(Bloomberg) -- The US and its allies have discussed trying to cap the price on Russian oil between $40 and about $60 a barrel, according to people familiar with the matter, as they seek to limit the Kremlin’s ability to finance its war on Ukraine.
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German Chancellor Olaf Scholz accused Russian President Vladimir Putin of using natural gas deliveries as a political weapon. European natural gas resumed its rally as traders focused on the risk of potential disruptions from top supplier Russia.
Ukraine’s foreign minister cast doubt on a near-term breakthrough in talks to unblock grain exports from the war-ravaged nation’s Black Sea ports, as fears of a global hunger crisis intensify. Foreign ministers from the Group of 20 nations began arriving for a two-day meeting in Bali where Russia’s war is expected to dominate discussions.
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On the Ground
Russia twice attacked the Odesa region with missiles overnight, destroying two agricultural hangars and hitting Snake Island, a strategic outpost off the Black Sea coast, local authorities said on Telegram. In the east, Russian troops attempted to conduct assaults in the Slovyansk in Donetsk regions, and to establish full control over Luhansk, Ukraine’s General Staff said in its morning update. The Institute for the Study of War said there were no claimed or assessed Russian territorial gains in Ukraine on Wednesday for the first time in 133 days of war.
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Ukraine War Short-Circuits Europe’s Clean Energy Plan (6:12 a.m.)
Putin’s invasion of Ukraine has forced several countries to backpedal on the European Union’s “Fit for 55” plan for decarbonization, to compensate for cuts in Russian fuel supplies. European countries have burned more coal, planned new liquefied natural gas terminals, and extended the region’s network of gas pipelines since February.
The climate plan announced last July by the European Commission proposed tightening its existing cap-and-trade system for carbon emission permits, ramping up renewable power, and phasing out cars with internal combustion engines to slash emissions by 55% by 2030 from 1990 levels. The war in Ukraine has highlighted the degree to which those ambitions relied on gas piped from Russia.
Scholz Accuses Putin of Using Gas Deliveries as Weapon (8:30 p.m.)
The remarks from the German chancellor come as his country faces the prospects of further cuts in gas flows, with the Nord Stream pipeline, the main gas conduit to Europe, set to close for maintenance next week. Concerns are mounting that the pipeline won’t return to full service after the work.
“Germany has relied for too long and too one-sidedly on energy deliveries from Russia,” Scholz said at an event of the BEE renewable energy business association in Berlin. “Today we have to admit: Russia uses energy as a weapon. No one actually believes that Russia is reducing its gas supplies for technical reasons alone,” Scholz added.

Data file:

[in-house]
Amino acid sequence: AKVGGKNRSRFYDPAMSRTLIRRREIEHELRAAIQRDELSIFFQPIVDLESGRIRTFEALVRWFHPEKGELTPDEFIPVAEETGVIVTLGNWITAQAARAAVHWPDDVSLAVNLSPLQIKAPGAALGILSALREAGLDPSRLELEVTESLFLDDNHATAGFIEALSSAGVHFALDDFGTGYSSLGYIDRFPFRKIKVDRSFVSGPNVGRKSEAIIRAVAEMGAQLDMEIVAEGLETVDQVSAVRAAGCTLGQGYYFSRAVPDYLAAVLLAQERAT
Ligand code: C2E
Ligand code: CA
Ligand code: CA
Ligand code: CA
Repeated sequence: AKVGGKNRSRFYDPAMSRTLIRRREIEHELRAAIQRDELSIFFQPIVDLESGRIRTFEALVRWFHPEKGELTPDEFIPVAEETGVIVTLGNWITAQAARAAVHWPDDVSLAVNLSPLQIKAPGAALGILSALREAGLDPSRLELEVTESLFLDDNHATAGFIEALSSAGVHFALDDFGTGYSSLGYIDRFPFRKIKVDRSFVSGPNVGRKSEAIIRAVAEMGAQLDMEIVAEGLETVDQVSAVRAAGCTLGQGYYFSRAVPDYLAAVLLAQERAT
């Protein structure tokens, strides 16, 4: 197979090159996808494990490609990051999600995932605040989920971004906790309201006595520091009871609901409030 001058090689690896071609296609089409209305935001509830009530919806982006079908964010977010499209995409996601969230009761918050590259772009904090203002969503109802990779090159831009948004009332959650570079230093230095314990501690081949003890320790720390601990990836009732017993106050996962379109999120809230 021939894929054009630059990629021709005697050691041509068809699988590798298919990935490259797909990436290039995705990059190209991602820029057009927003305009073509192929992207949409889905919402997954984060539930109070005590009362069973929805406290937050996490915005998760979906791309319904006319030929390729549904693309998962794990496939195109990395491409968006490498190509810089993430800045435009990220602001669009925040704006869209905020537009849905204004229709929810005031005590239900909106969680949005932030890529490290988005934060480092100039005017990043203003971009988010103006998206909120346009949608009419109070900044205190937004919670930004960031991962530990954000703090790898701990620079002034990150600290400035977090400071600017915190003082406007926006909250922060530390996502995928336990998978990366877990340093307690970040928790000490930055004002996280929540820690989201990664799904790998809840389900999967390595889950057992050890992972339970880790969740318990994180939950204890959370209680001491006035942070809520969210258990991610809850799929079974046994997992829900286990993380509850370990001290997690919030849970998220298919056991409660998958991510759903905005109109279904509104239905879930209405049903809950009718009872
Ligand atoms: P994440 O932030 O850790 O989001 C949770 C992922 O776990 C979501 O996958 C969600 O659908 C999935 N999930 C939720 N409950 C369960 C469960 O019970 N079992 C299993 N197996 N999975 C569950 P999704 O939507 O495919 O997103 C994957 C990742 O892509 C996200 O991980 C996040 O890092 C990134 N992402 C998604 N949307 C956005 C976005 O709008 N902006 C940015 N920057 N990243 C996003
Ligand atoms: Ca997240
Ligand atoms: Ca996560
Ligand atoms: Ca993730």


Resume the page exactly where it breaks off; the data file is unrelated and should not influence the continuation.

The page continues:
Read more: Scholz Accuses Putin of Using Natural Gas Deliveries As Weapon
US and Allies Discuss Capping Russian Oil Prices at $40-$60 (5:40 p.m.)
The US and its partners have been exploring ways to limit Russian oil revenues while minimizing the impact on their own economies. The range spans from what is believed to be Russia’s marginal cost of production and the price of its oil before the Feb. 24 invasion.
A more specific threshold would depend on market conditions when a cap is agreed and those could change significantly. The aim is to cut Moscow’s revenue for its war in Ukraine but the risk is that poorly executed measures would lead to a spike in oil prices.
Read more: US, Allies Discuss Capping Russian Oil Price at $40-$60 a Barrel
Estonia Ratifies Swedish, Finnish NATO Membership (4:04 p.m.)
The Estonian parliament ratified Finland and Sweden’s accession protocols for joining NATO. The protocols must be vetted by each of the alliance’s 30 countries for the two Nordic countries to become members.
Kremlin Pushes New Wave of Repression at Home as War Drags On (2:50 p.m.)
Russian authorities are pushing through a raft of new repressive measures against domestic opponents, expanding crackdowns on critics as the Kremlin’s war in Ukraine is in its fifth month.
Legislators have approved new proposals to dramatically broaden treason statutes, as well as restrictions on “foreign agents,” a legal category that’s been used widely against critics and independent journalists. Another new draft law would restrict the publication of any information deemed to be of use by “unfriendly countries” in targeting sanctions. The moves all have strong Kremlin support.
Already-restrictive rules on public protests are being further tightened as thousands of Russians have been detained for speaking out against the war. Prosecutions under wartime censorship laws have mounted and even loyalists have found themselves targeted.
Ukraine Doubts Timing of Deal to Unblock Grain Exports (1:27 p.m.)
Foreign Minister Dmytro Kuleba said a number of logistical details need to be worked out in talks brokered by Turkey and United Nations between Ukraine and Russia, though breaking the deadlock will be difficult.
“We are just about a few steps from the deal, but these steps are the most difficult,” Kuleba said in an interview in his office in Kyiv on Tuesday. “I don’t want to join the chorus of those who say the agreement will take place next week.”
Read more: Ukraine Doubts Deal to Unblock Grain Exports Will Happen Soon
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